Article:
Bullying is far from being a new issue inside schools and even inside the adult world. But with the proliferation of bullying through social networks when should the government intervene to protect individuals from threats and conspired plots online? Do other variables such as violent video games and even violent Hollywood movies have a strong enough association with cyber-bullying that it authorizes the government to intervene and regulate the private sector’s market? I would argue that the constant exposure to graphic video games and movies has the capability to desensitize an individual with weak absolutes. However, who is to determine the correct absolutes? Our perception of our family, environment, and even the strangers around us affect our absolutes, the basic morals we true to ourselves subconsciously and perceive to be normal.
Slapping a woman is a social violation the US shares in culture and, therefore, is a standard absolute we have in perceiving this behavior as inappropriate. But when we are exposed to this form of abuse in the entertainment industry, especially at young ages, the perception of what is normal and what is immoral may become blurred and less pertinent. Writers create their scenes to sell you the game, so they may skew the use of abuse to be light-hearted or masculine to commit and not attempt a common “moral to the story” picture to their market. This is not to criticize every video gamer or avid action movie-watcher to be desensitized; many writers in the entertainment industry write the violence for the simple plot of good versus evil. But it is when writers weave violence such as rape and beatings to glorify a male character or to maintain the individual’s attention with such elicit entertainment.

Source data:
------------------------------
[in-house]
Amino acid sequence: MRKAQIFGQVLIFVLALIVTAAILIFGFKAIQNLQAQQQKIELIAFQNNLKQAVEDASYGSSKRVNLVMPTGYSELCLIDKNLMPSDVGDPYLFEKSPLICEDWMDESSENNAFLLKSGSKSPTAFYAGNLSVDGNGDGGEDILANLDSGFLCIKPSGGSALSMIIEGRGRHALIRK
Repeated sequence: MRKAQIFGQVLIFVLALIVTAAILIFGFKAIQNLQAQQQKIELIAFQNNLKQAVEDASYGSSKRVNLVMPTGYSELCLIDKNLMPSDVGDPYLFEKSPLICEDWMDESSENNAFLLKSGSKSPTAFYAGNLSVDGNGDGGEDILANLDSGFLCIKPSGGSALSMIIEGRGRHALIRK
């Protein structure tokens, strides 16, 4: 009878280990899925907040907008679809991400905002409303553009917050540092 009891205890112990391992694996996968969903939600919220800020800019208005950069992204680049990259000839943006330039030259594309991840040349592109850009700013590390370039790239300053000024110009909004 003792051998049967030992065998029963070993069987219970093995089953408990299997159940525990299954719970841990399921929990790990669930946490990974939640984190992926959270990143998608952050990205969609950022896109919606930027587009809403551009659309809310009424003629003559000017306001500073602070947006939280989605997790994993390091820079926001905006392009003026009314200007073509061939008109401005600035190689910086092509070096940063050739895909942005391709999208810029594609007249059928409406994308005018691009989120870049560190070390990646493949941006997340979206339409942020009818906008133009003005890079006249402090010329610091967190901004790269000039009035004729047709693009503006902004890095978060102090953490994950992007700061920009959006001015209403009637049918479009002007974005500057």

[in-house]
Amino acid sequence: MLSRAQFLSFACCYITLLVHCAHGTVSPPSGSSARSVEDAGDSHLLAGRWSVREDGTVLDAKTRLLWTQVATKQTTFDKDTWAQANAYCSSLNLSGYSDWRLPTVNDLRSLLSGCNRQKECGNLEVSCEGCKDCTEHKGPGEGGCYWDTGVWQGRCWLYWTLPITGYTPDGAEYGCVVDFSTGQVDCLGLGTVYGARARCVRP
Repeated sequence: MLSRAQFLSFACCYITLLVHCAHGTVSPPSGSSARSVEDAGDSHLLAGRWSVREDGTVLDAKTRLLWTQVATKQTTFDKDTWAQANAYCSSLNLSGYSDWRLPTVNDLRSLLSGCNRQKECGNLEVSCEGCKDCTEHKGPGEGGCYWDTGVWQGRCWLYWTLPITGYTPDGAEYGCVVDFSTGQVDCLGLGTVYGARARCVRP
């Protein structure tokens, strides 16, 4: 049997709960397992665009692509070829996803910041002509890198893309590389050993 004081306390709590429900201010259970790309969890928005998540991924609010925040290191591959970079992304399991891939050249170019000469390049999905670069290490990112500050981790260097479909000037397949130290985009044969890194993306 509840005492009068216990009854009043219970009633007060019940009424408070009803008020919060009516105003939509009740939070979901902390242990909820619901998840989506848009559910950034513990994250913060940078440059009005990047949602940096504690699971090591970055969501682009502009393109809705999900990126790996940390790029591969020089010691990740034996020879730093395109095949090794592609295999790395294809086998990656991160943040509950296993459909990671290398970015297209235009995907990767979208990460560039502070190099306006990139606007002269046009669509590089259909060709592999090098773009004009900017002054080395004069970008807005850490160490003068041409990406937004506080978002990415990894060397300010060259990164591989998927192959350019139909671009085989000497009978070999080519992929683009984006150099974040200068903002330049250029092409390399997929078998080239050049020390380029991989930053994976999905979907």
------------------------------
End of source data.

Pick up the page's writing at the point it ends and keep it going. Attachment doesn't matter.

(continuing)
Although it is difficult to link violence in the entertainment industry as the direct cause of violent behavior from this market, I do believe there is a significant association between the entertainment industry and cyber-bullying, physical bullying, and even physical destruction and terrorism and, therefore, it is in the authority of the government to create more specialized policies to address the spectrum of violence in today’s social networking world. I understand the argument that government intervention is a violation of our freedom of speech, but the woman featured in the TedX clip exercised her freedom of speech peacefully before individuals conspired on the internet to target and attack her. These threats may sound menial as they at least originate online, but law enforcement and law-makers should not discriminate the victim of these targets while government agencies such as the NSA focus on online violence potentially leading to the plotting of a terrorist attack. A terrorist attack is the strike and killing of many and is in the interest of the government to counter; should the potential strike and murder of many people on an individual basis be of any less concern? Both the government and the community must work within their authority to treat these online threats as the new equivalent to face-to-face threats.